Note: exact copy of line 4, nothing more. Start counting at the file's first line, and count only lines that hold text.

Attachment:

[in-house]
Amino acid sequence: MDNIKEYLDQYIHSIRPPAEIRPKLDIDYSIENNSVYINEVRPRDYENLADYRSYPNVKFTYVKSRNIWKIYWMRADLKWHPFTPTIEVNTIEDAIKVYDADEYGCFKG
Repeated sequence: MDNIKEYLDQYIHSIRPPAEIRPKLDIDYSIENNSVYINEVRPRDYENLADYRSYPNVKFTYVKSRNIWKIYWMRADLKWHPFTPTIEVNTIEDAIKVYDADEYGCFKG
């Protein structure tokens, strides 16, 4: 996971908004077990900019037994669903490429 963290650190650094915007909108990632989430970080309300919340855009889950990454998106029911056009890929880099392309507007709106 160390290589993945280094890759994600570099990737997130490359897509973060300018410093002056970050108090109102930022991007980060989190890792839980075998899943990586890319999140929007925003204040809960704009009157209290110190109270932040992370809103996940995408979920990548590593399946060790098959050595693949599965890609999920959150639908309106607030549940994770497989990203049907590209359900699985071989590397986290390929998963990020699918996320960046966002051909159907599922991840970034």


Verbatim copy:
């Protein structure tokens, strides 16, 4: 996971908004077990900019037994669903490429 963290650190650094915007909108990632989430970080309300919340855009889950990454998106029911056009890929880099392309507007709106 160390290589993945280094890759994600570099990737997130490359897509973060300018410093002056970050108090109102930022991007980060989190890792839980075998899943990586890319999140929007925003204040809960704009009157209290110190109270932040992370809103996940995408979920990548590593399946060790098959050595693949599965890609999920959150639908309106607030549940994770497989990203049907590209359900699985071989590397986290390929998963990020699918996320960046966002051909159907599922991840970034």